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Another blowout for gas pipeline submissions

WA’S gas access regulator has extended the period for public submissions on proposed access arrangements for the Dampier to Bunbury gas pipeline for a second time.

Pipeline owner Epic Energy confirmed this week it had requested a further extension.

An Epic spokesperson said this was because court orders from the August 23 Supreme Court decision on Epic’s challenge to the regulator’s draft access decision remained unsettled.

Legal counsel for the main parties involved – Epic, the regulator and AlintaGas – have been unable to agree on these, and the Supreme Court has called for submissions on the orders by November 21.

The court has scheduled a November 28 consideration date, both to settle the orders and decide on costs issues from the original challenge.

AlintaGas was keen to keep the orders simple, a company spokesperson said.

The company was instead focusing its attention on preparing "a substantial submission" for the regulator, she said.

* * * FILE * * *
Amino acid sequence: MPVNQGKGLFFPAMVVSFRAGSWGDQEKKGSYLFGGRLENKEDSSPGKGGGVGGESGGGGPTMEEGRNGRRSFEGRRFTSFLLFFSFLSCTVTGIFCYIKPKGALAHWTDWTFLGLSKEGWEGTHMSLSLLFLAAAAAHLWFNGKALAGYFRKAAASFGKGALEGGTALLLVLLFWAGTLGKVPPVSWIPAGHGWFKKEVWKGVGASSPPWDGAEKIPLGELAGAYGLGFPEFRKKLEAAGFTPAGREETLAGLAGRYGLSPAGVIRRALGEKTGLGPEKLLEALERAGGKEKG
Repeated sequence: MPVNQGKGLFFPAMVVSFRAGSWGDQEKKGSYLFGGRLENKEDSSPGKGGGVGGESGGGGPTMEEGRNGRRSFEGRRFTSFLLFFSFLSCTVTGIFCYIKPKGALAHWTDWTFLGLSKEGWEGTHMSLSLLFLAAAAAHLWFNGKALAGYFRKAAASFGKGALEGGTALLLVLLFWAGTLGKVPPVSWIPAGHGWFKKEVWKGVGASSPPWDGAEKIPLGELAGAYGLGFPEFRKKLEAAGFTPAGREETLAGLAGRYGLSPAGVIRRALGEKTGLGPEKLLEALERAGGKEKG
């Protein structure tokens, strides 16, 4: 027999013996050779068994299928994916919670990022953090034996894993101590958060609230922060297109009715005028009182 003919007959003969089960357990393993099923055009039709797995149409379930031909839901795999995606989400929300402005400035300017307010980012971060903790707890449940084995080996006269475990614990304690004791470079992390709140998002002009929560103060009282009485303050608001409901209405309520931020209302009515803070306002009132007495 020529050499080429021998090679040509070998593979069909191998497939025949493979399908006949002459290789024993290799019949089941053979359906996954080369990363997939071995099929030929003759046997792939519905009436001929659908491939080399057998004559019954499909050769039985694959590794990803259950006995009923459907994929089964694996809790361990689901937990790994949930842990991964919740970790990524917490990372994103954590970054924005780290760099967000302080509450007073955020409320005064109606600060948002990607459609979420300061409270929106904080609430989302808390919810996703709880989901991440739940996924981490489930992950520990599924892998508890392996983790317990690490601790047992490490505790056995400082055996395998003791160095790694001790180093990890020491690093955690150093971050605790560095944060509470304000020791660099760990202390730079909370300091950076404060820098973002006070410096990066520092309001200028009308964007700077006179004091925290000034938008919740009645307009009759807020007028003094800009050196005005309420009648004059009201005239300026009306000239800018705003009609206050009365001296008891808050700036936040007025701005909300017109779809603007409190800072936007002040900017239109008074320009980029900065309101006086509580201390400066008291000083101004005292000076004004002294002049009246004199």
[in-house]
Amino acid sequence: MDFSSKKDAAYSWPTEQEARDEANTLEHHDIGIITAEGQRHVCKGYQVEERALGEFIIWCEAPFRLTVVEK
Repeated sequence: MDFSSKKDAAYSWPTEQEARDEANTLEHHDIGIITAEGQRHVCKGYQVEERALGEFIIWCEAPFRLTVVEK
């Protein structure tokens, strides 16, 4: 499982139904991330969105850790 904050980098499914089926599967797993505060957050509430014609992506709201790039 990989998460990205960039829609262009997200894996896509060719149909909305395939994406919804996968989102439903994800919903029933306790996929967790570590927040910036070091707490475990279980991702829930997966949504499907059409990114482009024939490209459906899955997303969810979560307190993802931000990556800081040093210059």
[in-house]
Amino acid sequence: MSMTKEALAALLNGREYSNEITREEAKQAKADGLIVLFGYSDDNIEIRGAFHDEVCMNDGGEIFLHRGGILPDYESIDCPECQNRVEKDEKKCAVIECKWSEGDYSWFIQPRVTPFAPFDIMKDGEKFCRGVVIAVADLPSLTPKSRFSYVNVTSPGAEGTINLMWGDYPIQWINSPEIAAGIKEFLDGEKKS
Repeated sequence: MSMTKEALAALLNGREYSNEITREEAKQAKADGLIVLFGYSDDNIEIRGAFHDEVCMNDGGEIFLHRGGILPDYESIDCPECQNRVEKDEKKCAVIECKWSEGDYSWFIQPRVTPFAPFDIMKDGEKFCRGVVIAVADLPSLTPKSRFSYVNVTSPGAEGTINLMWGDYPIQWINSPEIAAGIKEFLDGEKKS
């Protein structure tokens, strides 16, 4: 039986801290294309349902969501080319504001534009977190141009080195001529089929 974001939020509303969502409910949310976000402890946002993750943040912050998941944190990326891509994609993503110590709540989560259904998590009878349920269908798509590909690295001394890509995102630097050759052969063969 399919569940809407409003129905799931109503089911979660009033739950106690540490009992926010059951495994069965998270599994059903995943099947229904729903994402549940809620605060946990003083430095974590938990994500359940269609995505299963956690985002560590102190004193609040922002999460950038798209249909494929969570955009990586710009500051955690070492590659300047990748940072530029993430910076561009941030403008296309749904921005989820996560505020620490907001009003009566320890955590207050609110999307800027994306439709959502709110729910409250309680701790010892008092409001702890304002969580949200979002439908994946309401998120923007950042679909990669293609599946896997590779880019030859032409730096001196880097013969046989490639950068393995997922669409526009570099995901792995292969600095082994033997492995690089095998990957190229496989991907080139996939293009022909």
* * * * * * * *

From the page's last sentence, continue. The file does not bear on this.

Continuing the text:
The orders, known as declarations, will form the agreed basis of further considerations on a final tariffs decision for the pipeline.

Peter Kolf, executive director of the regulator’s office, OFFGAR, said the regulator had been able to progress discussions in the meantime, given the August decision and the reasons for it would not change, and still expected to deliver a final decision by March next year.

The regulator initially called for submissions with respect to the reasons for the court decision, nominating September 27 as a cut-off date.

However, this first deadline was extended by four weeks following requests from interested parties including Epic and Australian Pipeline Industry Association executive director Allen Beasley.

Last Friday’s deadline was then extended by a further two weeks until November 8.

Regulation difficulties were a feature of APIA’s annual conference held in Hobart earlier this week.

Federal Industry, Tourism and Resources Minister Ian Macfarlane acknowledged Government handling of the Productivity Commission report on the National Access Regime had been protracted.

While a formal response was yet to be formulated, Senator Macfarlane said the Government’s interim response regarding pricing principles sent “a strong message to regulators that the interests of asset owners must be considered as well as those of consumers”.

The Federal Government was working on terms of reference for a review of the 1997 Gas Access Regime, he said, one he acknowledged “was framed in the context of an immature, non-transparent gas industry”.

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